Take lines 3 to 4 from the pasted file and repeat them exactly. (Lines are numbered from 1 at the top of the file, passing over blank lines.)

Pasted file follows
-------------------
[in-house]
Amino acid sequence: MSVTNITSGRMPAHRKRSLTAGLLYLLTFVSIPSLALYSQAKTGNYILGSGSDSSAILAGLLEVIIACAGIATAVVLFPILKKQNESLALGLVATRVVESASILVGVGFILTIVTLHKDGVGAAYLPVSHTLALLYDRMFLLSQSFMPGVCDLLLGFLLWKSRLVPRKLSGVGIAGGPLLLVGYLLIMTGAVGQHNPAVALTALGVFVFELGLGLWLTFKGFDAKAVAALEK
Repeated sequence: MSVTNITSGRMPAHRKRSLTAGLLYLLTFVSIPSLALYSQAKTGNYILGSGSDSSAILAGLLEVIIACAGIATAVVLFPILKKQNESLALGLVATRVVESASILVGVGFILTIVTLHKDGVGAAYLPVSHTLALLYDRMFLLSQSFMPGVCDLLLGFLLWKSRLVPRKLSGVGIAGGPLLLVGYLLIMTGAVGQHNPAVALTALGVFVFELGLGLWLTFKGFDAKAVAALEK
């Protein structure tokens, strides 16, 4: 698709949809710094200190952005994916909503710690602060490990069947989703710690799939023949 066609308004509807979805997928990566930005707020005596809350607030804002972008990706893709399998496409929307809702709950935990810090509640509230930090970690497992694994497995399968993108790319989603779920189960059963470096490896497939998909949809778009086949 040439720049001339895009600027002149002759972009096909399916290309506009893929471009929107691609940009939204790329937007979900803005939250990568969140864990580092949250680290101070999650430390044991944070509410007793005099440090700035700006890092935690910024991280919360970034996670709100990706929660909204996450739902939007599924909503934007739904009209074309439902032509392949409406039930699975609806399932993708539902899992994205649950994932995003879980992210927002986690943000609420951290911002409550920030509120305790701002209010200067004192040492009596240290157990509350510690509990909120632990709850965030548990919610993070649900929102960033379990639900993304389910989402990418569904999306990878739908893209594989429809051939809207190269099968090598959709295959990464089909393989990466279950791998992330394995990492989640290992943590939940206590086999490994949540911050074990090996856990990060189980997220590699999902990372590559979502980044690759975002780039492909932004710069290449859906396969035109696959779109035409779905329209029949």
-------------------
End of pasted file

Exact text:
Repeated sequence: MSVTNITSGRMPAHRKRSLTAGLLYLLTFVSIPSLALYSQAKTGNYILGSGSDSSAILAGLLEVIIACAGIATAVVLFPILKKQNESLALGLVATRVVESASILVGVGFILTIVTLHKDGVGAAYLPVSHTLALLYDRMFLLSQSFMPGVCDLLLGFLLWKSRLVPRKLSGVGIAGGPLLLVGYLLIMTGAVGQHNPAVALTALGVFVFELGLGLWLTFKGFDAKAVAALEK
């Protein structure tokens, strides 16, 4: 698709949809710094200190952005994916909503710690602060490990069947989703710690799939023949 066609308004509807979805997928990566930005707020005596809350607030804002972008990706893709399998496409929307809702709950935990810090509640509230930090970690497992694994497995399968993108790319989603779920189960059963470096490896497939998909949809778009086949 040439720049001339895009600027002149002759972009096909399916290309506009893929471009929107691609940009939204790329937007979900803005939250990568969140864990580092949250680290101070999650430390044991944070509410007793005099440090700035700006890092935690910024991280919360970034996670709100990706929660909204996450739902939007599924909503934007739904009209074309439902032509392949409406039930699975609806399932993708539902899992994205649950994932995003879980992210927002986690943000609420951290911002409550920030509120305790701002209010200067004192040492009596240290157990509350510690509990909120632990709850965030548990919610993070649900929102960033379990639900993304389910989402990418569904999306990878739908893209594989429809051939809207190269099968090598959709295959990464089909393989990466279950791998992330394995990492989640290992943590939940206590086999490994949540911050074990090996856990990060189980997220590699999902990372590559979502980044690759975002780039492909932004710069290449859906396969035109696959779109035409779905329209029949």